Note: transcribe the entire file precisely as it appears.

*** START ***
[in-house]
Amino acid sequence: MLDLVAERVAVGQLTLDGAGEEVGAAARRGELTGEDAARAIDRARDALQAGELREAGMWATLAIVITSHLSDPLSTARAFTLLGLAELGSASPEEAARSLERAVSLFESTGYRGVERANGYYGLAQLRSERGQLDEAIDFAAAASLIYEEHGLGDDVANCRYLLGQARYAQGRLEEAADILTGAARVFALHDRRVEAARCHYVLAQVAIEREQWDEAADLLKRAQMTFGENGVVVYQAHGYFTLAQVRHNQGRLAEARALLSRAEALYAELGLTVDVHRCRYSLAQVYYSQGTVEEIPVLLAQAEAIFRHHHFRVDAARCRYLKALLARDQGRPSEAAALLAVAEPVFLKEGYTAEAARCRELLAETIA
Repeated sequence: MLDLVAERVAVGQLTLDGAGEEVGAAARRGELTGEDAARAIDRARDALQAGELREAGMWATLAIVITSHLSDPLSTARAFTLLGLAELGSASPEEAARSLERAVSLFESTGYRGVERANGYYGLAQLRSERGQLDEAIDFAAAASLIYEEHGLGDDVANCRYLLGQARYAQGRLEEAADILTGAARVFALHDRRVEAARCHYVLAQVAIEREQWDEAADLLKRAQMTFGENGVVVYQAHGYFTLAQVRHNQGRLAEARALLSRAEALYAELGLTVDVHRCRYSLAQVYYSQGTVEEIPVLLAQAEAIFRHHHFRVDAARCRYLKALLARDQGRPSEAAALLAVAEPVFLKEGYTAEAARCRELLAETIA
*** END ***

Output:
[in-house]
Amino acid sequence: MLDLVAERVAVGQLTLDGAGEEVGAAARRGELTGEDAARAIDRARDALQAGELREAGMWATLAIVITSHLSDPLSTARAFTLLGLAELGSASPEEAARSLERAVSLFESTGYRGVERANGYYGLAQLRSERGQLDEAIDFAAAASLIYEEHGLGDDVANCRYLLGQARYAQGRLEEAADILTGAARVFALHDRRVEAARCHYVLAQVAIEREQWDEAADLLKRAQMTFGENGVVVYQAHGYFTLAQVRHNQGRLAEARALLSRAEALYAELGLTVDVHRCRYSLAQVYYSQGTVEEIPVLLAQAEAIFRHHHFRVDAARCRYLKALLARDQGRPSEAAALLAVAEPVFLKEGYTAEAARCRELLAETIA
Repeated sequence: MLDLVAERVAVGQLTLDGAGEEVGAAARRGELTGEDAARAIDRARDALQAGELREAGMWATLAIVITSHLSDPLSTARAFTLLGLAELGSASPEEAARSLERAVSLFESTGYRGVERANGYYGLAQLRSERGQLDEAIDFAAAASLIYEEHGLGDDVANCRYLLGQARYAQGRLEEAADILTGAARVFALHDRRVEAARCHYVLAQVAIEREQWDEAADLLKRAQMTFGENGVVVYQAHGYFTLAQVRHNQGRLAEARALLSRAEALYAELGLTVDVHRCRYSLAQVYYSQGTVEEIPVLLAQAEAIFRHHHFRVDAARCRYLKALLARDQGRPSEAAALLAVAEPVFLKEGYTAEAARCRELLAETIA